Indonesia power boss rejects case for nuclear generation
Dahlan Iskan, head of Indonesia’s state-run Electricity Company (PLN), said the country as yet has no need for nuclear power plants.
The comments follow a continued effort by the National Nuclear Energy Agency (Batan) to push for the use of nuclear energy in Indonesia despite an international backlash prompted by the ongoing nuclear crisis in Japan.
“Commercially, Indonesia does not need nuclear power plants yet,” Dahlan was quoted as saying by the Jakarta Globe.
Producing nuclear energy was more expensive than producing electricity from coal and gas, he said. In addition to coal and gas, of which Indonesia has abundant resources, other options include renewable energies, such as hydro and geothermal, he added.
But Iskan said Indonesia should start to prepare for the possibility of using nuclear energy. Batan is now focusing on Batam as a proposed site for a nuclear power plant, despite the island’s proximity to the major fault line that triggered the 2004 Indian Ocean earthquake and tsunami.
Alstom lands $650m generation kit order at 1 GW Malaysia coal plant
A consortium led by Alstom has won a $650m contract to supply key generation equipment to what is expected to become Southeast Asia’s largest supercritical coal fired plant, in Manjung in Malaysia.
The turnkey EPC contact covers a 1000 MW steam turbine, a generator, a supercritical boiler and auxiliaries for the plant, due on-line in 2015.
Alstom and its consortium partner China Machinery Import and Export Corporation won the contract from Tenaga Janamanjung Sdn Bhd, a subsidiary of Tenaga Nasional Bhd (TNB).
Malaysia’s Tenaga to build 300 MW gas fired power plant in Sabah
Malaysia’s national power producer Tenaga Nasional plans to build a 300 MW gas fired power plant in Sabah, said CEO Che Khalib Mohamad Noh.
The project replaces a planned coal based project and Tenaga has received in-principle approval to build the plant, he added.
The company is currently assessing whether piping gas from another part of Malaysia or importing it as LNG would be most economical, he added. Tenaga also aims to cushion the impact of rising coal prices through long-term contracts with mines in Australia, Indonesia and South Africa, he said.
RInfra wins EPC contract for 2400 MW Samalkot project
Reliance Infrastructure Ltd (RInfra) has secured an EPC contract for the 2400 MW gas fired combined-cycle power project at Samalkot in East Godavari district of Andhra Pradesh.
The plant is due to start generating power by the end of 2011. Gas and steam turbine orders have already been placed with GE. Another major order for designing the plant was placed with Black & Veatch.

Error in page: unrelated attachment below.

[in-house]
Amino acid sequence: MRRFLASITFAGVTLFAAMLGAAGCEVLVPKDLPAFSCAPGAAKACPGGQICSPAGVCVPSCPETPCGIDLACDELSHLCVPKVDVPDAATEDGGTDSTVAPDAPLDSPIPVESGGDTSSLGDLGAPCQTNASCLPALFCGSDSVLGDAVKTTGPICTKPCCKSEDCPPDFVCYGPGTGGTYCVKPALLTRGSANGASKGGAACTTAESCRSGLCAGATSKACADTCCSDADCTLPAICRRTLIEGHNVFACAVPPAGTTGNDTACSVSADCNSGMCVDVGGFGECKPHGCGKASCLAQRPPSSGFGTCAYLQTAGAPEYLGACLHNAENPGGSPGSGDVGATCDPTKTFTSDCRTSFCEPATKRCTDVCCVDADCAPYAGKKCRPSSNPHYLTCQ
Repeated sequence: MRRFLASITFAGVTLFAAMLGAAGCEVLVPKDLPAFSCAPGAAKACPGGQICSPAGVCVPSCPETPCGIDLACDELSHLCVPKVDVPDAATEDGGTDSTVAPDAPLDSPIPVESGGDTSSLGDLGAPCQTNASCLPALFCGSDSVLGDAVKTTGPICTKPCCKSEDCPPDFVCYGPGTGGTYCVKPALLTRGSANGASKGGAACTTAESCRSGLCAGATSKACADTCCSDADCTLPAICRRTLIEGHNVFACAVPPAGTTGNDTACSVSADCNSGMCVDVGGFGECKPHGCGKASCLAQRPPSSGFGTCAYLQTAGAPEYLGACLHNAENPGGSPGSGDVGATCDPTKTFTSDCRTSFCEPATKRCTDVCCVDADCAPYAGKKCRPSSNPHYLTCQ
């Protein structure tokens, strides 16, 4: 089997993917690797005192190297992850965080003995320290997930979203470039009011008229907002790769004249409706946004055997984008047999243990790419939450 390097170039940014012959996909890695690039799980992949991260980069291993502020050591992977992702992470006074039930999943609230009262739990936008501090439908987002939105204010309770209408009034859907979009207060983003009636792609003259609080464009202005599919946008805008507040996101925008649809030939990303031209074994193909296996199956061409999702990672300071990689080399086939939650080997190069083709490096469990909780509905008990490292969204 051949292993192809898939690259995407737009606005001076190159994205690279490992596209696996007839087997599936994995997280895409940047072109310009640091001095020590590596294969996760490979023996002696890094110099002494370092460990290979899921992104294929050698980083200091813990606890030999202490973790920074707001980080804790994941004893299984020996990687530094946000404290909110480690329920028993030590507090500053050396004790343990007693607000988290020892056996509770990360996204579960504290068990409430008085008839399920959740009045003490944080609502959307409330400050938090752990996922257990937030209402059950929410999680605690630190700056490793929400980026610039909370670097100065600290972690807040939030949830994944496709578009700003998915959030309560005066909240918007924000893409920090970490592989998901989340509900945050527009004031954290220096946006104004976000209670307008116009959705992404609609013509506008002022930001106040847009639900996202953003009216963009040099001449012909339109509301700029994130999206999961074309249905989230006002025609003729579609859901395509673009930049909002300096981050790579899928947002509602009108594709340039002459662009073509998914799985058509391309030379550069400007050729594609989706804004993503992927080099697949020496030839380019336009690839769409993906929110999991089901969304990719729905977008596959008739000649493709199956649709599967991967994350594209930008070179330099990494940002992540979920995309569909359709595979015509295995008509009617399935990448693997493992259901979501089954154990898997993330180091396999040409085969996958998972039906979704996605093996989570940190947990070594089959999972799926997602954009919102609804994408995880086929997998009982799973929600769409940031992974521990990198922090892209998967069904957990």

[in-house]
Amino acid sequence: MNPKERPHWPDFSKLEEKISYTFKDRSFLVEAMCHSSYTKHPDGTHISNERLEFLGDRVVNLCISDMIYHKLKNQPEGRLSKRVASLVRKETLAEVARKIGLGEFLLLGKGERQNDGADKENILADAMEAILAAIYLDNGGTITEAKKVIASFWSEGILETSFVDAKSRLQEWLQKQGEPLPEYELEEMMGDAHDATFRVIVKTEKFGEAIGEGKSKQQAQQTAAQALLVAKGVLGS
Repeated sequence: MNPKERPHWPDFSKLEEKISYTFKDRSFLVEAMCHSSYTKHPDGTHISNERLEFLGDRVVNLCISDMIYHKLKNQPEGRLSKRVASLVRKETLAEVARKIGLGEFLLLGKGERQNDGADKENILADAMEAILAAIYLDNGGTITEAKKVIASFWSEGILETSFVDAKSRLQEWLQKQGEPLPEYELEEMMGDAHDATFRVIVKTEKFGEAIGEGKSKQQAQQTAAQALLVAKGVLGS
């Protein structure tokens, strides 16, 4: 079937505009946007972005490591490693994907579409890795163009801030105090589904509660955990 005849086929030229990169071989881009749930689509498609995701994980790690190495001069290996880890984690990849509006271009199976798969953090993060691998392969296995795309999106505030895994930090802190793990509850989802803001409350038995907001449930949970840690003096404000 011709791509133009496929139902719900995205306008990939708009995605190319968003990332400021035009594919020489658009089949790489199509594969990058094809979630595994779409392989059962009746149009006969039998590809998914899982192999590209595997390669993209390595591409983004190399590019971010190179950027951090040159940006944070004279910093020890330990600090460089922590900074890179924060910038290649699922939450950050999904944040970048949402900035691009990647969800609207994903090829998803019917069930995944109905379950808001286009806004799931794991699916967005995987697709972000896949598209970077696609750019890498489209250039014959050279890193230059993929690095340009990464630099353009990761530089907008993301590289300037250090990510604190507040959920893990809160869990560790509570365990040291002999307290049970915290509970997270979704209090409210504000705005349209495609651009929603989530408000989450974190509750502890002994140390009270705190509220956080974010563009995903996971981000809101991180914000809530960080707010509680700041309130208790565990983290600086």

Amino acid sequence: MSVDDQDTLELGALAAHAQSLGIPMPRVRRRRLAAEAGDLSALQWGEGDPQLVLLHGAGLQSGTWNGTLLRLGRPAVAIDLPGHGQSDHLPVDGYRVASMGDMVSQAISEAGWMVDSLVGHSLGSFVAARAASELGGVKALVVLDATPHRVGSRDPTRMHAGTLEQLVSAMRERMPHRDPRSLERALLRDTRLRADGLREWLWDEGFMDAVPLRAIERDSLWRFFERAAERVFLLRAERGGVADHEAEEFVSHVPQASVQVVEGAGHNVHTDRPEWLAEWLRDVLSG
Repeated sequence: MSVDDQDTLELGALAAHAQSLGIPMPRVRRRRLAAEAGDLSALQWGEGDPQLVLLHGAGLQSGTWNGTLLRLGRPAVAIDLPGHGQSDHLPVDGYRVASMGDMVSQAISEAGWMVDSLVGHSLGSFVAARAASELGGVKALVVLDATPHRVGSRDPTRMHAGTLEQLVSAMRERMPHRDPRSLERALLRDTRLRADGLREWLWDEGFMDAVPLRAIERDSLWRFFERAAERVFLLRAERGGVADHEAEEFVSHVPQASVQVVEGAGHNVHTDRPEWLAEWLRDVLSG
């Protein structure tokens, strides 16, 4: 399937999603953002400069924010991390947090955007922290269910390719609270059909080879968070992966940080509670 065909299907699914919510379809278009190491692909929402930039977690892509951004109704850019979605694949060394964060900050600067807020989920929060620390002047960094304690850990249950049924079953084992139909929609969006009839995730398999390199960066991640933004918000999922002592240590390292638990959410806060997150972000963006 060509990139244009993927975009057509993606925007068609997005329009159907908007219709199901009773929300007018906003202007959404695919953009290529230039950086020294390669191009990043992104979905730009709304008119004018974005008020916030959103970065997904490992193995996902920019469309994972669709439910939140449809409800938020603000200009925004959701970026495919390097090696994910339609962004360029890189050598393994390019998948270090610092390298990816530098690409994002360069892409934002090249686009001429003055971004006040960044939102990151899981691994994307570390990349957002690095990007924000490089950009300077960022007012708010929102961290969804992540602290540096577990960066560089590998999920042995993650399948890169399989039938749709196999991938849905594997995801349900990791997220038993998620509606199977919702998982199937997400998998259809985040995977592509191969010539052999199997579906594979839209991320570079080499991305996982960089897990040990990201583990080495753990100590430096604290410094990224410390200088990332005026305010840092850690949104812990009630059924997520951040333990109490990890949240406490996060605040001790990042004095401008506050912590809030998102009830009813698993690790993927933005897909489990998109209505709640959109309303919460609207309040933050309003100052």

The 72bn rupees ($1.6bn) contract is the third significant power project that RInfra has been awarded by Reliance Power.
RInfra CEO Lalit Jalan said the plant’s first 800 MW unit would be commissioned by December, followed by further units every 45 days.
China eyes solar power as it cuts 2020 nuclear goal
China is to cut its 2020 nuclear target and to build more solar farms in the wake of Japan’s nuclear crisis, reports Bloomberg.
A nuclear capacity goal of 80 GW will be now be cut, a conference in Beijing was told by Ren Dongming, director of the renewable energy centre under the economic planner’s research institute, it was reported. The target for solar-power capacity will now rise to 20 GW, but no revised nuclear objective has been released.
China has at least 14 reactors in operation and is constructing at least 27 more. A further 50 are planned.
DMCI, Trans-Asia to build 135 MW Philippines plant
Trans-Asia Oil and Energy Development Corporation have signed an EPC deal with DM Consunji Inc (DMCI) for constructing a 135 MW coal fired power plant in the Philippines.
The proposed clean coal plant in Batangas would be Trans-Asia’s first baseload plant and is due to complete by 2014. Its cost has been estimated at 8.5bn pesos ($200m), of which 65 per cent would be financed by loans.
Bangladesh: Planned capacity of the Siddhirganj power plant project has been raised to 450 MW, up from 300 MW, to win financial support from the World Bank.
Malaysia: Bakun hydroelectric dam is expected to start commercial production of 300 MW in July this year, after the reservoir reaches the required depth of 195 metres.
Pakistan: Tajikistan’s president has offered assistance in setting up power plants in Pakistan: a 600 MW hydro plant initially, followed by a 220 MW plant.
Philippines: First Gen Corp, the power generation arm of the Lopez Group, has signed a memorandum of understanding to build the Balintingon Reservoir Multi-Purpose Project, a dam and hydro plant in Nueva Ecija in Luzon.
Philippines: First Philec, a subsidiary of the Lopez Group, has signed a joint venture with Nexolon of Korea for a 400 MW solar wafer facility in Laguna and aims to invest $100m with construction getting under way in October.
Philippines: Basic Energy Corp has commissioned a pre-feasibility study of geothermal resources at Mabini, Batangas, which were earlier assessed as offered potential for a 20 MW power plant.
Sri Lanka: Lakviijaya power plant’s first phase has been officially opened, providing 300 MW to the national grid. The plant, due to total 900 MW, is the country’s first coal fired power plant.
Vietnam: Two wind farm projects, with a combined capacity of 51 MW, are due to get under way in the next few months in the central province of Binh Dinh. Officials in the province have also approved a feasibility study for an additional 120–180 MW wind farm.
Vietnam: Tianjin Alstom and Hydro China Zhongnan Engineering Corp are to provide electro-mechanical equipment and technical services to the 520 MW Huoi Quang hyrdo power project, due to start generating from 2014 in Son La province.
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